It does not follow, however, that state law may never be applied in this situation. Following Pope & Talbot certain tests were devised to determine whether state law was applicable in admiralty and maritime cases. In St. Hilaire Moye v. Henderson, 496 F.2d 973 (8th Cir. 1974) cert. den. 419 U.S. 884, 95 S. Ct. 151, 42 L. Ed. 2d 125, the court succinctly set out the standard:

Thus, admiralty courts may apply state law by express or implied reference when the federal law of admiralty is incomplete. . . .
However, state law may not be applied by a federal court if it would defeat or narrow any substantial admiralty rights of recovery . . .. [S]tate law may not be applied to . . . prejudice the characteristic features of maritime law or to disrupt the harmony it strives to bring to international and interstate relations. . . . [I]t may be deemed preempted if it is in direct contradiction of the uniformity of admiralty law in some crucial respect. (emphasis added).

Id. at 980.

The fact that this case was in diversity as well as admiralty does not change the rule as Pope & Talbot v. Hawn, supra, requires that the same law be applied in both instances. See also Kossick v. United Fruit Co., 365 U.S. 731, 81 S. Ct. 886, 6 L. Ed. 2d 56 (1961) [diversity case-federal law applied]; Capozziello v. Brasileiro, 443 F.2d 1155, 1157 (2d Cir. 1971) [diversity case-federal law applied]; United Barge Co. v. Logan Charter Service, 237 F. Supp. 624, 627 (D.Minn. 1960) [Admiralty jurisdiction-state law applied].

On the issue of liability in this case the Circuit Court noted that the question of which law applied was troublesome. However, since both parties urged the application of state law and since state law did not contravene federal admiralty law on the issue, state law was appropriately adopted. 529 F.2d at 554-55. The question of attorney's fees is not as easily dealt with.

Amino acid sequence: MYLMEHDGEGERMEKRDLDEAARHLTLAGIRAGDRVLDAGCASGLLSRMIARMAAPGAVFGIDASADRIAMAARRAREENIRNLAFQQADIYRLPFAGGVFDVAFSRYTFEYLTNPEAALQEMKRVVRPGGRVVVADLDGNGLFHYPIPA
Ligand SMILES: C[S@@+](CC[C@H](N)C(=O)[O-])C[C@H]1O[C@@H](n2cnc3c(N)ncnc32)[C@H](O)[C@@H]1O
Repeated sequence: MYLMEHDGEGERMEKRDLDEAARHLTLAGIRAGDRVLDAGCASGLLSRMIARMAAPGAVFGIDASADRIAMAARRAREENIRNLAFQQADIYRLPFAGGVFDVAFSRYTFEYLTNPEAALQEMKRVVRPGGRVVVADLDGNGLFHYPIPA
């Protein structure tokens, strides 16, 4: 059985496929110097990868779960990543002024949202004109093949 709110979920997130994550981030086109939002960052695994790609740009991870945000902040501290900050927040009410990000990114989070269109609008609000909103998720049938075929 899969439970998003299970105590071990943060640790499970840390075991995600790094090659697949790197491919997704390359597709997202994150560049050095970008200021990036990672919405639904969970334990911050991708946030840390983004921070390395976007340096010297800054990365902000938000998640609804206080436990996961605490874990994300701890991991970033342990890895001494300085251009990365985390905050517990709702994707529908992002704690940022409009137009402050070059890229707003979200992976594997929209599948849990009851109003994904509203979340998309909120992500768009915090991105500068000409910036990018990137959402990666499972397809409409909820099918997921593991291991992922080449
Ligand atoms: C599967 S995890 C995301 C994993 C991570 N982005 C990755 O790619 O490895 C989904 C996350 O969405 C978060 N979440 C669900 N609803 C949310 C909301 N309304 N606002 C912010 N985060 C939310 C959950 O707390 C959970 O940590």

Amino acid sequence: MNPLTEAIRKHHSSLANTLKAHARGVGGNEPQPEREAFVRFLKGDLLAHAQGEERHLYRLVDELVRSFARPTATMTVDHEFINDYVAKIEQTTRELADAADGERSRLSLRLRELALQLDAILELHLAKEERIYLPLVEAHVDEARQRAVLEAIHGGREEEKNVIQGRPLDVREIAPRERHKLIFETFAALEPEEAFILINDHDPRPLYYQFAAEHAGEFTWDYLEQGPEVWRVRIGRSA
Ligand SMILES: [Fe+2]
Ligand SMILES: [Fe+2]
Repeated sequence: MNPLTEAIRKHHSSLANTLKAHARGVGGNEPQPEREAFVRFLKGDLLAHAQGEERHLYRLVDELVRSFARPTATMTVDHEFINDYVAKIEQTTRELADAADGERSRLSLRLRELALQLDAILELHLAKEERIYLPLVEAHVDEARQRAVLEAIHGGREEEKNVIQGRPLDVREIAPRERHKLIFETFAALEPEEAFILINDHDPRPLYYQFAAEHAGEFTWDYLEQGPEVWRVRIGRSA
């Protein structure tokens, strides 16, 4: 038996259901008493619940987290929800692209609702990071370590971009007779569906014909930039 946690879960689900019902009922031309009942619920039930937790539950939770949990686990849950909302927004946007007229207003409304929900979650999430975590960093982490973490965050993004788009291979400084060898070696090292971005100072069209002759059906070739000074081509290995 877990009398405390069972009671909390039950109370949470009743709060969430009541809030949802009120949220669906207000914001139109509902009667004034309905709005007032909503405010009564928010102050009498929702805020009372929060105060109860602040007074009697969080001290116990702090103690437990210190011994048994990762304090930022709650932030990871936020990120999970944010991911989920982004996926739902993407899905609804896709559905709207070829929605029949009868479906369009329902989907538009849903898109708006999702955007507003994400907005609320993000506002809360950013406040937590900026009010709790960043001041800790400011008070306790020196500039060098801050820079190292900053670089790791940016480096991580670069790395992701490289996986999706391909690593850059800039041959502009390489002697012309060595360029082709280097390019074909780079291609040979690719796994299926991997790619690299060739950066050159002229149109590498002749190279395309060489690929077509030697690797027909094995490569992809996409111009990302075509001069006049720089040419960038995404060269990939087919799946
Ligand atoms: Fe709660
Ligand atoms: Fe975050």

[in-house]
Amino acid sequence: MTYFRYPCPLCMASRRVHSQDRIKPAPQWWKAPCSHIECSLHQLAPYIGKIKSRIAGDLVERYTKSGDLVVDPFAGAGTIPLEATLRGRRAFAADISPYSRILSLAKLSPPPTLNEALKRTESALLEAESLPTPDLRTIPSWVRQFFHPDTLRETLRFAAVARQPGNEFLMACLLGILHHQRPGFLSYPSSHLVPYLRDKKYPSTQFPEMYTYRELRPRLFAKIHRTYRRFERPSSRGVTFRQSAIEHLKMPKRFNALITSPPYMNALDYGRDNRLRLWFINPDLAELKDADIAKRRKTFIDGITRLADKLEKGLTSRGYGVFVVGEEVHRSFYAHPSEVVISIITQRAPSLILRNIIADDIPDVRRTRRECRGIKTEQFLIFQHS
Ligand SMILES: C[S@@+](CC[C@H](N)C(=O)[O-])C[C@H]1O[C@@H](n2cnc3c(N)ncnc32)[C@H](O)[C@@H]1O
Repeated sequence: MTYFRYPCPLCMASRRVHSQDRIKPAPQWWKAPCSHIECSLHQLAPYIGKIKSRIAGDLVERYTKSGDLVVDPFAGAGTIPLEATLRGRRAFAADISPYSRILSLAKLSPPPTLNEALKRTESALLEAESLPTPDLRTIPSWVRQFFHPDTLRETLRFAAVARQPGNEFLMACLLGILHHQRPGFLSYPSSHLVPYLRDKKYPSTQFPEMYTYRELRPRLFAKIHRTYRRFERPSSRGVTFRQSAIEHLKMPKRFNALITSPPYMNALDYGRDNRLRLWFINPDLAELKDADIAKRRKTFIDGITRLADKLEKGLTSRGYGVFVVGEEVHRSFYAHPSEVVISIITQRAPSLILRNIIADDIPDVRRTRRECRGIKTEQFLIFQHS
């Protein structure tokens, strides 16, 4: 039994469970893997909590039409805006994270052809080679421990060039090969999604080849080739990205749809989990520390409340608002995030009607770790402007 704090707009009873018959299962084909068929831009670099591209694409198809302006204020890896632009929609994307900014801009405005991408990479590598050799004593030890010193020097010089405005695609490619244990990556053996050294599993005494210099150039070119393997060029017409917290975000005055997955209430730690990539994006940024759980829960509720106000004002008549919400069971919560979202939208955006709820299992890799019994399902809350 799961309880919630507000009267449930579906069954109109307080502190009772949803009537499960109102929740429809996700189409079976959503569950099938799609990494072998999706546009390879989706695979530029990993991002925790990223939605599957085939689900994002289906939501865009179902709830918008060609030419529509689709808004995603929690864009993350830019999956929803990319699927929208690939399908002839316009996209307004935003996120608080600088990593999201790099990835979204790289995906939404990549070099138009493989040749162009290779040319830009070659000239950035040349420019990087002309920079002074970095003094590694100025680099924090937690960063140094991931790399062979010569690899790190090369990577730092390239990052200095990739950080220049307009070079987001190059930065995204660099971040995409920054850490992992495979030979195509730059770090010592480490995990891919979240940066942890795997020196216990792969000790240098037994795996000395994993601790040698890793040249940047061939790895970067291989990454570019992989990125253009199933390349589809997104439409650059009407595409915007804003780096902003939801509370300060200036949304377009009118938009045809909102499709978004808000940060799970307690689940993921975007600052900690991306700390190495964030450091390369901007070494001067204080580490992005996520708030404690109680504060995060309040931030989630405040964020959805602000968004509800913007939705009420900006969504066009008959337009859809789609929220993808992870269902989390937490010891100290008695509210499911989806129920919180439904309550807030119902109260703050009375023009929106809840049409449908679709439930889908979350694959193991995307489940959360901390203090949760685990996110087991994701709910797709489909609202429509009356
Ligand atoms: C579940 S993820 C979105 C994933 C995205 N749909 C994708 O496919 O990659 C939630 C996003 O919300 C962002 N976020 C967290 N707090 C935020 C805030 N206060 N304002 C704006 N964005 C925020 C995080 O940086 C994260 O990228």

Prior to Alyeska Pipeline Service Co. v. Wilderness Society, 421 U.S. 240, 95 S. Ct. 1612, 44 L. Ed. 2d 141 (1975) courts had split *46 on the issue of whether attorney's fees were available in admiralty and maritime cases. Most followed the rule that they were not allowable. See Sandoval v. Mitsui Sempaku K. K. Tokyo, 460 F.2d 1163, 1171 (5th Cir. 1972); American Union Transport Co. v. Aguadilla Terminal, Inc., 302 F.2d 394, 396 (1st Cir. 1962); Gulf Puerto Rico Lines, Inc. v. Associated Food Co., 366 F. Supp. 631, 637 (D.Puerto Rico 1973); Crispin Co. v. M/V Korea, 251 F. Supp. 878, 879 (S.D. Tex.1965). At least one court, however, has awarded fees based on state statutes. Stuyvesant Insurance Company v. Nardelli, 286 F.2d 600, 604 (5th Cir. 1961). Following Alyeska, however, it seems beyond question that in ordinary admiralty cases attorney's fees are not recoverable as costs. See also Burroughs v. Bd. of Trustees, et al., 542 F.2d 1128, 1131 (9th Cir. 1976).

The fact that this case is also grounded upon diversity jurisdiction does not change this rule. "That the district court's diversity, rather than its admiralty, jurisdiction had been invoked does not change the applicable law." Capozziello v. Brasileiro, 443 F.2d 1155, 1157 (2d Cir. 1971). It follows, therefore, that this case is governed by federal law and that attorney's fees are not recoverable.